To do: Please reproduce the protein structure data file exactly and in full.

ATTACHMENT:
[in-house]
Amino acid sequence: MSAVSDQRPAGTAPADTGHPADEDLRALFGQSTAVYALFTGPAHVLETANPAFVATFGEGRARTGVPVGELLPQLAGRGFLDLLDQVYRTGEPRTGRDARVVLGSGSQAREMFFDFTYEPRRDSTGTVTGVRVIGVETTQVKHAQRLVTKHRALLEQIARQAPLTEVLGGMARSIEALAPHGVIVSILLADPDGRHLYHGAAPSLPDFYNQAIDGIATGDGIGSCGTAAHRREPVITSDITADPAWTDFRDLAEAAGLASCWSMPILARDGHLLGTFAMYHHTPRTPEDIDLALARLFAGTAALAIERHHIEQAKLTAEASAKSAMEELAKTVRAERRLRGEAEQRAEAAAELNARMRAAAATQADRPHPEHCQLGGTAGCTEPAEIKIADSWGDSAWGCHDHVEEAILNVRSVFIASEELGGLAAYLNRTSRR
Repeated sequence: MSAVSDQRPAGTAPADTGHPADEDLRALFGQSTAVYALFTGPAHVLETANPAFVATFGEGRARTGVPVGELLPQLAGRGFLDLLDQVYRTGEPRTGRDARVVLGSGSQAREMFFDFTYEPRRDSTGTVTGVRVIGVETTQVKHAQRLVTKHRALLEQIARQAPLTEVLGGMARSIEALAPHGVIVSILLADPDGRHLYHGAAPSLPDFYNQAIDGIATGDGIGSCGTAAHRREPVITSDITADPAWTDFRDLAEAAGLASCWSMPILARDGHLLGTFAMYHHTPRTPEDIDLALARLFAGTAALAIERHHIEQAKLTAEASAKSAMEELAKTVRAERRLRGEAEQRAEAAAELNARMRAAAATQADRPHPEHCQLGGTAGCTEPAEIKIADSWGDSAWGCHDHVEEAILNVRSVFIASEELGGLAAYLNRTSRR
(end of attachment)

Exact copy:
[in-house]
Amino acid sequence: MSAVSDQRPAGTAPADTGHPADEDLRALFGQSTAVYALFTGPAHVLETANPAFVATFGEGRARTGVPVGELLPQLAGRGFLDLLDQVYRTGEPRTGRDARVVLGSGSQAREMFFDFTYEPRRDSTGTVTGVRVIGVETTQVKHAQRLVTKHRALLEQIARQAPLTEVLGGMARSIEALAPHGVIVSILLADPDGRHLYHGAAPSLPDFYNQAIDGIATGDGIGSCGTAAHRREPVITSDITADPAWTDFRDLAEAAGLASCWSMPILARDGHLLGTFAMYHHTPRTPEDIDLALARLFAGTAALAIERHHIEQAKLTAEASAKSAMEELAKTVRAERRLRGEAEQRAEAAAELNARMRAAAATQADRPHPEHCQLGGTAGCTEPAEIKIADSWGDSAWGCHDHVEEAILNVRSVFIASEELGGLAAYLNRTSRR
Repeated sequence: MSAVSDQRPAGTAPADTGHPADEDLRALFGQSTAVYALFTGPAHVLETANPAFVATFGEGRARTGVPVGELLPQLAGRGFLDLLDQVYRTGEPRTGRDARVVLGSGSQAREMFFDFTYEPRRDSTGTVTGVRVIGVETTQVKHAQRLVTKHRALLEQIARQAPLTEVLGGMARSIEALAPHGVIVSILLADPDGRHLYHGAAPSLPDFYNQAIDGIATGDGIGSCGTAAHRREPVITSDITADPAWTDFRDLAEAAGLASCWSMPILARDGHLLGTFAMYHHTPRTPEDIDLALARLFAGTAALAIERHHIEQAKLTAEASAKSAMEELAKTVRAERRLRGEAEQRAEAAAELNARMRAAAATQADRPHPEHCQLGGTAGCTEPAEIKIADSWGDSAWGCHDHVEEAILNVRSVFIASEELGGLAAYLNRTSRR